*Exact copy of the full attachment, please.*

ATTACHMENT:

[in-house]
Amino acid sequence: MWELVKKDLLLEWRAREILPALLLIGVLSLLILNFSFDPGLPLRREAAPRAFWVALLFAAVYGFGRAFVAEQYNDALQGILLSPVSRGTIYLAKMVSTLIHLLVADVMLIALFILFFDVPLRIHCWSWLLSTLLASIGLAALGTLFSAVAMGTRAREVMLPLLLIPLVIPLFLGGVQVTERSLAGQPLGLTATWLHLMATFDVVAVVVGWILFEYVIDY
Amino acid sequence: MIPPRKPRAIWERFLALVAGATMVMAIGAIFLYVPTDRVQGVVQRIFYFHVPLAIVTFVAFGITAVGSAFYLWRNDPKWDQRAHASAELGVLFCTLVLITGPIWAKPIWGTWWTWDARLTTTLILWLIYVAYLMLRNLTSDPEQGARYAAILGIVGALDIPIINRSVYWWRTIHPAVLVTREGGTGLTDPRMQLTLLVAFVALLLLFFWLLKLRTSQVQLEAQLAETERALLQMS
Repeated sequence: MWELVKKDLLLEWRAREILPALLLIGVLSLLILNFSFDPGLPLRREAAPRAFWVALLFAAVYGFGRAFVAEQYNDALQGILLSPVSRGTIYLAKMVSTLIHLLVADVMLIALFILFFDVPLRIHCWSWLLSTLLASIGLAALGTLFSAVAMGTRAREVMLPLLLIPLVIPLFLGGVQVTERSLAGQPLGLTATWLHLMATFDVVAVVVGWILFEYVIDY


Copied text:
[in-house]
Amino acid sequence: MWELVKKDLLLEWRAREILPALLLIGVLSLLILNFSFDPGLPLRREAAPRAFWVALLFAAVYGFGRAFVAEQYNDALQGILLSPVSRGTIYLAKMVSTLIHLLVADVMLIALFILFFDVPLRIHCWSWLLSTLLASIGLAALGTLFSAVAMGTRAREVMLPLLLIPLVIPLFLGGVQVTERSLAGQPLGLTATWLHLMATFDVVAVVVGWILFEYVIDY
Amino acid sequence: MIPPRKPRAIWERFLALVAGATMVMAIGAIFLYVPTDRVQGVVQRIFYFHVPLAIVTFVAFGITAVGSAFYLWRNDPKWDQRAHASAELGVLFCTLVLITGPIWAKPIWGTWWTWDARLTTTLILWLIYVAYLMLRNLTSDPEQGARYAAILGIVGALDIPIINRSVYWWRTIHPAVLVTREGGTGLTDPRMQLTLLVAFVALLLLFFWLLKLRTSQVQLEAQLAETERALLQMS
Repeated sequence: MWELVKKDLLLEWRAREILPALLLIGVLSLLILNFSFDPGLPLRREAAPRAFWVALLFAAVYGFGRAFVAEQYNDALQGILLSPVSRGTIYLAKMVSTLIHLLVADVMLIALFILFFDVPLRIHCWSWLLSTLLASIGLAALGTLFSAVAMGTRAREVMLPLLLIPLVIPLFLGGVQVTERSLAGQPLGLTATWLHLMATFDVVAVVVGWILFEYVIDY